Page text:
The various methods used to trigger hypertrophy include:
- Strength training exercises with resistance bands
- Weight training exercises with free weights, weight machines, and body weights
- Standing shoulder press
- Alternating between heavyweights and lighter weights
- Limiting cardiorespiratory exercises
- Exercising a single joint at one time to maximum capacity
Muscle hypertrophy can also be caused due to mutations in the MSTN gene, leading to a rare genetic condition called myostatin-related muscle hypertrophy. Myostatin-related muscle hypertrophy is a condition characterized by reduced body fat and increased muscle size.
Muscle hypertrophy can also be related to disorders of the nervous system (neurogenic). The various causes of neurogenic muscle hypertrophy include:
- Neuropathies (damage of one or more nerve in the peripheral nervous system)
- Radiculopathies (a condition where the nerve gets pinched by the spine)
- Spinal muscular atrophy (a genetic disease affecting the central nervous system, peripheral nervous system, and voluntary muscle movement)
- Post-polio syndrome
Other causes of muscle hypertrophy include:
- Myotonia congenita (a disorder that affects the muscles used for movement)
- Amyloidosis (a rare disease that leads to the buildup of amyloid in the organs)
- Isaac’s syndrome (a rare neuromuscular disorder that is characterized by progressive muscle stiffness)
- Limb-girdle muscular dystrophies (a group of diseases that cause weakness and wasting of the muscles in the arms and legs)
- Myotubular myopathy (a neuromuscular disorder characterized by severe muscle weakness)
- Becker’s dystrophy (progressive weakness and wasting of the cardiac and skeletal muscles)
- Stiff-person syndrome (a condition characterized by fluctuating muscle rigidity in the trunk and limbs and muscle spasms triggered by noise, touch, and emotional distress)
- Schwartz Jampel syndrome (a condition characterized by permanent muscle stiffness and bone abnormalities)
- Parasite infestations
What is muscle hypertrophy?
Muscle hypertrophy is an increase in and growth of muscle size. Skeletal muscle has two fundamental functions:
- To contract to generate body movements
- To provide strength for body posture
In a healthy individual, the muscles are put through an intense exercise schedule to increase muscle mass and the cross-sectional area. Ultimately, there is an increase in the size of the individual muscle fibers.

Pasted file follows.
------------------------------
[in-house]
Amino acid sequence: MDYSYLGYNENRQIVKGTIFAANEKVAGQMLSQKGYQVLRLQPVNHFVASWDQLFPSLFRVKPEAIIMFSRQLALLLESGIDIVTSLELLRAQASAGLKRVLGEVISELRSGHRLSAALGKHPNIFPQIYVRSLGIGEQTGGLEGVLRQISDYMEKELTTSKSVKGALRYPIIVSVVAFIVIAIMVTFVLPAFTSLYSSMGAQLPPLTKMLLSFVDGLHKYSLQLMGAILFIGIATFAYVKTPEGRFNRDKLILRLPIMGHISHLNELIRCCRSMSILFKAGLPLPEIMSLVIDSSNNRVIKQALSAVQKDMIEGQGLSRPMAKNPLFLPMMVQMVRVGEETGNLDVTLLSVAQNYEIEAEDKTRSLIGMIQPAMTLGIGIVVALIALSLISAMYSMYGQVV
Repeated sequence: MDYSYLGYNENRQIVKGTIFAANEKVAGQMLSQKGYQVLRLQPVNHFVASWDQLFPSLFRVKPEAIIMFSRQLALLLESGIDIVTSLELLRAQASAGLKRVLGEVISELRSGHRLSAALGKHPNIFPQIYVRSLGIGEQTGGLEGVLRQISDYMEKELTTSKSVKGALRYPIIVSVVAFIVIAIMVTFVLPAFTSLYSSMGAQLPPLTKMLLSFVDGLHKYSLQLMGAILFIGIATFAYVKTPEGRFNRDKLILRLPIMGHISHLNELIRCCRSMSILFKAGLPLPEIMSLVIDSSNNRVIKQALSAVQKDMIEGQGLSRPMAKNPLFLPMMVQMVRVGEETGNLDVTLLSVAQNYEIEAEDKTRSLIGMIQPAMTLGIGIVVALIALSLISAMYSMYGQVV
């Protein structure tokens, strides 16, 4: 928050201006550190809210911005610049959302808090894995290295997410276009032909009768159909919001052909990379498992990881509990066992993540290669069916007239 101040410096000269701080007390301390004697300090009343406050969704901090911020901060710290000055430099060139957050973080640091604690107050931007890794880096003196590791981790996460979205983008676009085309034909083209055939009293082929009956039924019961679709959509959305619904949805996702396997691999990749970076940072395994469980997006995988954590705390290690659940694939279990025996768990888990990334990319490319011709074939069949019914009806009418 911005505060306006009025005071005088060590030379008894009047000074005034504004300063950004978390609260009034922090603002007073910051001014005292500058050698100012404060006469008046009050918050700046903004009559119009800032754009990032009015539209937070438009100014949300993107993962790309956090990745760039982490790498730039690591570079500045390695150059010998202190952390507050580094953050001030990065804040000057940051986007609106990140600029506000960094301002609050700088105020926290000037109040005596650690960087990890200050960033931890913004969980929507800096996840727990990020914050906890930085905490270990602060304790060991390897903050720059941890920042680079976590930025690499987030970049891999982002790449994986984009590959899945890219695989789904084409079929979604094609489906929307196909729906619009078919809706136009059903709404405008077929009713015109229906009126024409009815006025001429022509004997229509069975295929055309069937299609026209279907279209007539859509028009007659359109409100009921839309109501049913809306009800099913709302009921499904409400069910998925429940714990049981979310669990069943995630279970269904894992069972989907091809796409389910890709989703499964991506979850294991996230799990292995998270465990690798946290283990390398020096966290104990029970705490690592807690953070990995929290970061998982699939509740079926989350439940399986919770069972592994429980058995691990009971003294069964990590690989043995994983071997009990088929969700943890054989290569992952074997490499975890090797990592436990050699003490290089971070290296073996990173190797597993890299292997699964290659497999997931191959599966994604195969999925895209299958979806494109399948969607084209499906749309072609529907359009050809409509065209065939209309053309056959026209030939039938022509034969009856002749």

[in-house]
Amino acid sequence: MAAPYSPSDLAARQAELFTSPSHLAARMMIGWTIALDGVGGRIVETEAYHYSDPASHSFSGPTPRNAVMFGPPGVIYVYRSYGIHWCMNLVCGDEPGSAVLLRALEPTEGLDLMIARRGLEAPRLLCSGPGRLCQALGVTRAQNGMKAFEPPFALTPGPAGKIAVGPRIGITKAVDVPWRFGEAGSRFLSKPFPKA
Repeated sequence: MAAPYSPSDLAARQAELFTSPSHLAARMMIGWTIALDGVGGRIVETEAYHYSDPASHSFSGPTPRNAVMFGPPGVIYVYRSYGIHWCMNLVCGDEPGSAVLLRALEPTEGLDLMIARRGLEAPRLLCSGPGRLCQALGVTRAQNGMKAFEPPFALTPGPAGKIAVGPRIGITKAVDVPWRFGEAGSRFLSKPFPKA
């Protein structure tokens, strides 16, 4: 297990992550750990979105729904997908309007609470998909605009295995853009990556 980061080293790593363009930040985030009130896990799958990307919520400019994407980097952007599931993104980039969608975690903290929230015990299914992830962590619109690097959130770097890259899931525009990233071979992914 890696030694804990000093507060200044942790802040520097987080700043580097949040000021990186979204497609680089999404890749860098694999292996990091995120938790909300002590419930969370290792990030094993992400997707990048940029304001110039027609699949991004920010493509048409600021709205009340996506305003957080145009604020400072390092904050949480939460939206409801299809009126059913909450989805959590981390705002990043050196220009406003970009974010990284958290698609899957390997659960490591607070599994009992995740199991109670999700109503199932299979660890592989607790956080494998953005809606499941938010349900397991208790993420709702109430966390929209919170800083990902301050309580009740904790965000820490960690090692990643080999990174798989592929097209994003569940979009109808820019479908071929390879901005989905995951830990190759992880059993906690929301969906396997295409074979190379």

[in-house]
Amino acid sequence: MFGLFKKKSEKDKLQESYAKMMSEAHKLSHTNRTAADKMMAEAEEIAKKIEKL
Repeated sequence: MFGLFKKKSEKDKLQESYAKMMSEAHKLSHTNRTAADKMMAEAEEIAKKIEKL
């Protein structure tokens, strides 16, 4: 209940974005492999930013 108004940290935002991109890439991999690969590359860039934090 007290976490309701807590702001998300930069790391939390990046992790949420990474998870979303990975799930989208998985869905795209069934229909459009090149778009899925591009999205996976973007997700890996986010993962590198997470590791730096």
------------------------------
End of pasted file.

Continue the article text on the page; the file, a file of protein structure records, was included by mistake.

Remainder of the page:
There are two ways to achieve muscle hypertrophy:
- Myofibrillar: The growth of muscle contraction parts
- Sarcoplasmic: Increased muscle glycogen storage
Differences between myofibrillar and sarcoplasmic muscle hypertrophy are enlisted below:
|Increases||strength and speed||energy storage and endurance|
|Activates||contractor muscles||glycogen storage in muscles|
|Results in||thicker muscles||larger muscles|
The advantages of muscle hypertrophy include:
- Develops maximal strength
- Increased energy expenditure
- Increased resting metabolic rate
- A decrease in percent body fat
How is muscle hypertrophy achieved?
Hypertrophy depends on three primary factors:
The intensity of mechanical tension from weight training is determined by the following factors:
- The degree of weight lifting
- Time under stress (duration of the applied load)
Intense weight training that creates an overload causes muscle damage and inflammatory response, thus releasing various growth factors.
Anaerobic system exercises cause metabolic stress, leading to muscle fiber degradation. Finally, the body repairs the damaged tissue above and beyond its ability to prevent the damage caused by the same workout. The body repairs the damaged tissue while sleeping; hence, it is necessary to get seven to nine hours of sleep every day.
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